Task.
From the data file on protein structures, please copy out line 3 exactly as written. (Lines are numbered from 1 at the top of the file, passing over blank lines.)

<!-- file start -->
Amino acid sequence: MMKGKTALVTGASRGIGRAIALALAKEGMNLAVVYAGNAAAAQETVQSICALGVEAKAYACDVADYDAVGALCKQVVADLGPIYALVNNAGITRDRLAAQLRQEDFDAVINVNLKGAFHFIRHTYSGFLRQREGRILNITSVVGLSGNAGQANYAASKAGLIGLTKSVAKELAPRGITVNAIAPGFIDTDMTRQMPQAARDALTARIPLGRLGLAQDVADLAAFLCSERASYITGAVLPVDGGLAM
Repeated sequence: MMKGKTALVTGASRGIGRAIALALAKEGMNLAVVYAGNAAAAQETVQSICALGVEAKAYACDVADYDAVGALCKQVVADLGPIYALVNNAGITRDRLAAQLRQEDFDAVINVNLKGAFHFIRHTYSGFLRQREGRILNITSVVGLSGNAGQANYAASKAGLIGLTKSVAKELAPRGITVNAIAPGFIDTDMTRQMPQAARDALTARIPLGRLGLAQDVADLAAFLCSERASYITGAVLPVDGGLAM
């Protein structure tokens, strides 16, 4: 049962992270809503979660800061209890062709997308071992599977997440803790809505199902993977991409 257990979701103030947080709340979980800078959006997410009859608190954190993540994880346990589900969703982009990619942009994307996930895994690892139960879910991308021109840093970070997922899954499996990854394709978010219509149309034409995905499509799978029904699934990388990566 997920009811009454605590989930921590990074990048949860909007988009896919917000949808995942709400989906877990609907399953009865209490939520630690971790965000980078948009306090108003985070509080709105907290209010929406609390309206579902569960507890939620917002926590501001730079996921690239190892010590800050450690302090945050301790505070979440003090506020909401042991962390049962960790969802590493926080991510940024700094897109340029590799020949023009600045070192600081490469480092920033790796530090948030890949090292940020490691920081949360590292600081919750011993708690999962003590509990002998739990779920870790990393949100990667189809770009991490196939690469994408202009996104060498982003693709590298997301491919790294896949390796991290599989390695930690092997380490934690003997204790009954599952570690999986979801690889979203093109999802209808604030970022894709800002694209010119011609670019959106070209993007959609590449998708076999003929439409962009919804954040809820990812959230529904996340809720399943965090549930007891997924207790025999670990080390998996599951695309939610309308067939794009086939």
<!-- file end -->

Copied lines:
């Protein structure tokens, strides 16, 4: 049962992270809503979660800061209890062709997308071992599977997440803790809505199902993977991409 257990979701103030947080709340979980800078959006997410009859608190954190993540994880346990589900969703982009990619942009994307996930895994690892139960879910991308021109840093970070997922899954499996990854394709978010219509149309034409995905499509799978029904699934990388990566 997920009811009454605590989930921590990074990048949860909007988009896919917000949808995942709400989906877990609907399953009865209490939520630690971790965000980078948009306090108003985070509080709105907290209010929406609390309206579902569960507890939620917002926590501001730079996921690239190892010590800050450690302090945050301790505070979440003090506020909401042991962390049962960790969802590493926080991510940024700094897109340029590799020949023009600045070192600081490469480092920033790796530090948030890949090292940020490691920081949360590292600081919750011993708690999962003590509990002998739990779920870790990393949100990667189809770009991490196939690469994408202009996104060498982003693709590298997301491919790294896949390796991290599989390695930690092997380490934690003997204790009954599952570690999986979801690889979203093109999802209808604030970022894709800002694209010119011609670019959106070209993007959609590449998708076999003929439409962009919804954040809820990812959230529904996340809720399943965090549930007891997924207790025999670990080390998996599951695309939610309308067939794009086939």